The week of February 15-21 saw Real Scientists curated by astronomy communicator Mathieu Isidro (@matisidro). Mathieu took us through from the birth of modern astronomy with Copernicus and Galileo to the immense international collaborative effort that is the Square Kilometre Array (SKA). Mathieu was also in attendance at the AAAS Meeting in San José while tweeting for Real Scientists, bringing us some of the live happenings from this prestigous multidisciplinary meeting of scientists. Telescopes were a continuing theme through the week, with snaps and stories from some of the world’s largest and most famous astronomical observing sites. But the star of the week was of course the SKA, and Mathieu did an incredible job of sharing almost every aspect of it; from the difficulties of working with colleagues spread across 20 time zones to the artworks created by indigenous peoples local to some of the SKA sites.
*ssssh we’re hunting wadio waves…*
MWA is located on the same site as ASKAP, at the Murchison Radio-astronomy Observatory in outback Western Australia pic.twitter.com/Rzpfju8qx5
— realscientists (@realscientists) February 19, 2015
Mathieu kindly obliged in filling out our post-curation survey, so go ahead and have a gander at how he felt his time at Real Scientists went.
How did you find your week as a curator?
I had a fantastic time. It was definitely a challenge to explain radio-astronomy 140 characters at a time! But I thoroughly enjoyed doing it. It’s a good exercise to make sure I myself know what I’m talking about, which is crucial in my outreach job!
There was high interest, people seemed genuinely interested and asked really good questions.
I was also very pleased with the level of enthusiasm around other non-traditional topics like art (when I introduced our art/astronomy exhibition #SharedSky).
Were there any lowlights?
It can be a shock talking to 16,000. Did you find the sudden rush of interactions (good and bad) daunting?
It was a bit hard to keep up at the beginning but got better throughout the week. It was very interesting to see which tweets worked and which didn’t.
Do you have any tips or advice for future RS curators?
Schedule, schedule, schedule! If you’re going to talk about things that take a lot of time (and tweets) use an app like TweetDeck to schedule tweets. However make sure to spend some time every day to interact with people, reply to questions, etc. It’s a two-way thing!
Have a look at where your followers are from in the Twitter Analytics section and make sure you tweet at the right time for them when they’re online!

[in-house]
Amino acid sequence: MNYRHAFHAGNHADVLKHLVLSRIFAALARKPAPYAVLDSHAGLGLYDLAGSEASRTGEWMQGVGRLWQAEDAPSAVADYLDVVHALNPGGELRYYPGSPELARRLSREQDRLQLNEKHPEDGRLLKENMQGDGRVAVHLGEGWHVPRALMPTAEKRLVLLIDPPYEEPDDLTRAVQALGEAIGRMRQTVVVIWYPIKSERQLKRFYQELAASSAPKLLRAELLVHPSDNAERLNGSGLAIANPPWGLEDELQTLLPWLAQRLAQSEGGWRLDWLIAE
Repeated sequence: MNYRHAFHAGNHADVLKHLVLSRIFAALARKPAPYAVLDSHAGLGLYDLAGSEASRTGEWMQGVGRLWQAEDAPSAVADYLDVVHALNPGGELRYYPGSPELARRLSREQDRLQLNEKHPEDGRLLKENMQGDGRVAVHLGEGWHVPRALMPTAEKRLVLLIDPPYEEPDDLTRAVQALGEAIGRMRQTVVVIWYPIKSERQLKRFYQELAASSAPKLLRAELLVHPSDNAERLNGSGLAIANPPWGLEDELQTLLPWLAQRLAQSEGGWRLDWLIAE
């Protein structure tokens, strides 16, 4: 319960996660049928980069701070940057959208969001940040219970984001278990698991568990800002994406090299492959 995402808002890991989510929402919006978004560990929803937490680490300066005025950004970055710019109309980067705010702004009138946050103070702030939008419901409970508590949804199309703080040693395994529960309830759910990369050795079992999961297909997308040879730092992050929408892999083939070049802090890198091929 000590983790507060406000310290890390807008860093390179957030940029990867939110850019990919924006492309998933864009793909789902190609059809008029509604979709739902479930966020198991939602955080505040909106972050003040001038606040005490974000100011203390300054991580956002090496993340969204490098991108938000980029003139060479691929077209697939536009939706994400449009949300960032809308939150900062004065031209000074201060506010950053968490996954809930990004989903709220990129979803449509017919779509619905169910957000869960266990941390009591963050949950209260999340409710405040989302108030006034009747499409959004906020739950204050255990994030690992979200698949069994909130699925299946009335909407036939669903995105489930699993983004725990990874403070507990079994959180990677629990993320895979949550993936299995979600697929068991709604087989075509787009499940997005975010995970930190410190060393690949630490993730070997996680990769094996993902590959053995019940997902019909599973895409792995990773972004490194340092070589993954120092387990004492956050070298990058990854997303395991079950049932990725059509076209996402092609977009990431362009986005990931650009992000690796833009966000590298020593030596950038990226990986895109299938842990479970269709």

We really want RS curators to show people a rounded view of life as a scientist. Other than yourself of course, are there any other people/accounts that people should follow if they liked you and what you covered?
Apart from the obvious “stars” like Brian Cox and Neil DeGrasse Tyson, there are many astronomers and people involved in the astronomy world tweeting nowadays.
There are what I call “the 3 Brians”:
Brian Schmidt (Nobel Laureate in Physics) @cosmicpinot.
Brian Boyle (Director of SKA in Australia until recently) @brianboyleSKA
Bryan Gaensler (Director of CAASTRO until recently and now Director of the Dunlap Insitute in Canada, and Canadian board member for SKA) @scibry
In Australia, there’s also @lisaharveysmith, Project scientist for ASKAP.
In the UK there’s @Tim_O_Brien, associate director of @jodrellbank where the SKA HQ is based, and also @jr_pritchard.
In astro PR, education and outreach circles, @astropixie is a fantastic astro-science communicator based at AAO in Australia, @samremzy works on astronomy education in South Africa for SKA. There’s also the IAU’s Office of Astronomy for Development based in Cape Town, @Astro4dev.
And if you’d like to know more about light pollution, follow @IDADarkSky!
What TV show do you think everyone should go watch right now?
I’m a space geek so Battlestar Galactica is a must! Otherwise, Game of Thrones season 5 is about to start, go watch that too!
The 2nd largest is the Effelsberg Telescope near Bonn in Germany, also 100m in diameter, here's me there last year! pic.twitter.com/PDbE2sMY05
— realscientists (@realscientists) February 16, 2015
Thank you Mathieu for a stellar week tweeting for Real Scientists. To catch up on any SKA action you may have missed, check out the whole week’s worth of all of Mathieu’s tweets here and don’t forget you can follow his regular account too, @matisidro.